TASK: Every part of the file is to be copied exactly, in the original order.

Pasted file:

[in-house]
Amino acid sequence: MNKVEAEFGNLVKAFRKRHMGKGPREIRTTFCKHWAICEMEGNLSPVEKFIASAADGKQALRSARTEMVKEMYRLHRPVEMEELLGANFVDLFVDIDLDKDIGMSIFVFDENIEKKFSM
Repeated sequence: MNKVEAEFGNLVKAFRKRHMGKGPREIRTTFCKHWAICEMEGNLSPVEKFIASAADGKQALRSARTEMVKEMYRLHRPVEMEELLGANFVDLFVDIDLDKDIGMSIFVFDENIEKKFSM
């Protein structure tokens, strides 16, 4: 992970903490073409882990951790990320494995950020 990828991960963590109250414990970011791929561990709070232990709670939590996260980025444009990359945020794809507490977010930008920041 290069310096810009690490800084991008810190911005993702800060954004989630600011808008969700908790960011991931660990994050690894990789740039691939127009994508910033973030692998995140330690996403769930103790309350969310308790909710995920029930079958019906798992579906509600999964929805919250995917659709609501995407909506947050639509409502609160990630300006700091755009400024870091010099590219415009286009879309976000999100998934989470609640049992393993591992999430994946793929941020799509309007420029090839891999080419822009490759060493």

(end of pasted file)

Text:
[in-house]
Amino acid sequence: MNKVEAEFGNLVKAFRKRHMGKGPREIRTTFCKHWAICEMEGNLSPVEKFIASAADGKQALRSARTEMVKEMYRLHRPVEMEELLGANFVDLFVDIDLDKDIGMSIFVFDENIEKKFSM
Repeated sequence: MNKVEAEFGNLVKAFRKRHMGKGPREIRTTFCKHWAICEMEGNLSPVEKFIASAADGKQALRSARTEMVKEMYRLHRPVEMEELLGANFVDLFVDIDLDKDIGMSIFVFDENIEKKFSM
């Protein structure tokens, strides 16, 4: 992970903490073409882990951790990320494995950020 990828991960963590109250414990970011791929561990709070232990709670939590996260980025444009990359945020794809507490977010930008920041 290069310096810009690490800084991008810190911005993702800060954004989630600011808008969700908790960011991931660990994050690894990789740039691939127009994508910033973030692998995140330690996403769930103790309350969310308790909710995920029930079958019906798992579906509600999964929805919250995917659709609501995407909506947050639509409502609160990630300006700091755009400024870091010099590219415009286009879309976000999100998934989470609640049992393993591992999430994946793929941020799509309007420029090839891999080419822009490759060493």